During a discussion about the explosive new reports from The New York Times that Trump paid little or no federal income taxes during much of the past two decades, Biden had tried to pivot into an argument about fairness, noting that the average schoolteacher paid more in taxes than Trump, but the President derailed him with his interruptions.
So the question is now who do you think won this mind-blowing Presidential debate?
An exhibit that honors Black lives lost to racial injustice is on display for the next two weeks in Houston’s Emancipation Park.
The Say Their Names Memorial, brought to Houston by rapper and activist Trae Tha Truth, features pillars with black-and-white photos of victims of police brutality and racial injustice. Breonna Taylor, George Floyd, Tamir Rice and Dr. Martin Luther King Jr. are among more than 200 people honored in the memorial. Colorful flowers adorn each pillar.
The exhibit will remain on display in Emancipation Park for the public from 10 a.m. to 7 p.m. daily through Oct. 13.
LOUISVILLE, Ky. — A Jefferson County grand jury has indicted one of three Louisville officers in the March 13 fatal police shooting of 26-year-old Breonna Taylor.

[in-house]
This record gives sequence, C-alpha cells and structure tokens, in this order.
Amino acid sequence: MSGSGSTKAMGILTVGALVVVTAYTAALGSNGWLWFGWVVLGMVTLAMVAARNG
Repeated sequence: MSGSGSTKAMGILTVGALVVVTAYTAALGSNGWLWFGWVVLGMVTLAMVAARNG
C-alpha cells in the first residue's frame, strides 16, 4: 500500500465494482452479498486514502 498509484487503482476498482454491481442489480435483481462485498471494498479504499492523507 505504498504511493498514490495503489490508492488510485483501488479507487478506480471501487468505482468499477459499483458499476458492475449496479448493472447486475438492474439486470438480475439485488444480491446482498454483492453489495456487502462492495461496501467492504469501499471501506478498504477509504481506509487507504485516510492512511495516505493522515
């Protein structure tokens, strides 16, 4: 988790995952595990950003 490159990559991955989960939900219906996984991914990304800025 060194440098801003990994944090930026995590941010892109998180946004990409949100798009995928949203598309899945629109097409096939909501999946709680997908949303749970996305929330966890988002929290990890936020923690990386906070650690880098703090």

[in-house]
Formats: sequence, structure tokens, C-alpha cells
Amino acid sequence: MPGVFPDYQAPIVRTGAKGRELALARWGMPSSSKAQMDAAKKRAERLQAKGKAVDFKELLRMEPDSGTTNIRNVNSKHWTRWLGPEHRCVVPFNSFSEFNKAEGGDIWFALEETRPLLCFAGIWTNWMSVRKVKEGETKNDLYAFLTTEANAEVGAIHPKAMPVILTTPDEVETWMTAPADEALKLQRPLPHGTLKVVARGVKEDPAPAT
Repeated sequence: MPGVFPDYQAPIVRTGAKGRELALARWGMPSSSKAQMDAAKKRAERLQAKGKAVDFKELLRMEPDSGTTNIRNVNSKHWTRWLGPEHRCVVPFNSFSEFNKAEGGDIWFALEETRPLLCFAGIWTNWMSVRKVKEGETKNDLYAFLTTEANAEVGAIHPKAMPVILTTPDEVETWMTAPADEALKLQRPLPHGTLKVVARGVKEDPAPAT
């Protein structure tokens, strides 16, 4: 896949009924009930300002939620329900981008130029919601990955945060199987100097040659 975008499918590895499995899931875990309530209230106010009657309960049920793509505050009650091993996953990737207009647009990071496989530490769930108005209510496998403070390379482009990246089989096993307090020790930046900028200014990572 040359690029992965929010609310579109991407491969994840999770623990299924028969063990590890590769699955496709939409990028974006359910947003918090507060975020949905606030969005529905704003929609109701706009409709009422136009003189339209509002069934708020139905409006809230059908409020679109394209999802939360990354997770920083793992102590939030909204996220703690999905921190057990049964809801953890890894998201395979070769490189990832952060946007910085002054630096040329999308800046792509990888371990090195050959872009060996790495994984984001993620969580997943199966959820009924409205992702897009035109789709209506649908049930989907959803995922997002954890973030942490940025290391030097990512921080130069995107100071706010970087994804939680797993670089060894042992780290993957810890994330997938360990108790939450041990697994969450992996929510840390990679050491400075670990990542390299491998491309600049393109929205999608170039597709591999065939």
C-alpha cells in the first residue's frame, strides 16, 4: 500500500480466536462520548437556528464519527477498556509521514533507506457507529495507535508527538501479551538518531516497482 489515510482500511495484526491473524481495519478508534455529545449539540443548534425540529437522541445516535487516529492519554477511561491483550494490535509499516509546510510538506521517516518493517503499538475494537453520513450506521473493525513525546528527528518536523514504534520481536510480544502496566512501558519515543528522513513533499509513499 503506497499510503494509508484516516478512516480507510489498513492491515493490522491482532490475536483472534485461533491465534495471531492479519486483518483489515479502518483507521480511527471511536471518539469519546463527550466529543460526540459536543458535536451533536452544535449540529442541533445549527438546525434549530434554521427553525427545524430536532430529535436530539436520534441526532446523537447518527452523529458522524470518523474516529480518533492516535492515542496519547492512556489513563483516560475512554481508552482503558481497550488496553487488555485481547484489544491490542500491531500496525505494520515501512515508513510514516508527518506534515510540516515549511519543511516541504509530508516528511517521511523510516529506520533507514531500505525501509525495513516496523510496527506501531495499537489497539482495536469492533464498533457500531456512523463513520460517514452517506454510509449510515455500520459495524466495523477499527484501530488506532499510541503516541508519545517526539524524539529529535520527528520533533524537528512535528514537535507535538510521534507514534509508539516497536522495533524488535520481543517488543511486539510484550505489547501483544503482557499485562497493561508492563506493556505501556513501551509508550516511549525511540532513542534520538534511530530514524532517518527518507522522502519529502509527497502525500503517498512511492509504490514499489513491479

It was announced Wednesday:
Former detective Brett Hankison was indicted on three counts of first-degree wanton endangerment.
Sgt. Jonathan Mattingly was not indicted.
Detective Myles Cosgrove was not indicted.
A wanton endangerment charge is a class D felony and carries a penalty of one to five years in prison. The charges read by Judge Annie O’Connell on Wednesday said that Hankison “wantonly shot a gun” into three apartments.
Ginsburg was appointed in 1993 by President Bill Clinton and in recent years served as the most senior member of the court’s liberal wing consistently delivering progressive votes on the most divisive social issues of the day, including abortion rights, same-sex marriage, voting rights, immigration, health care and affirmative action.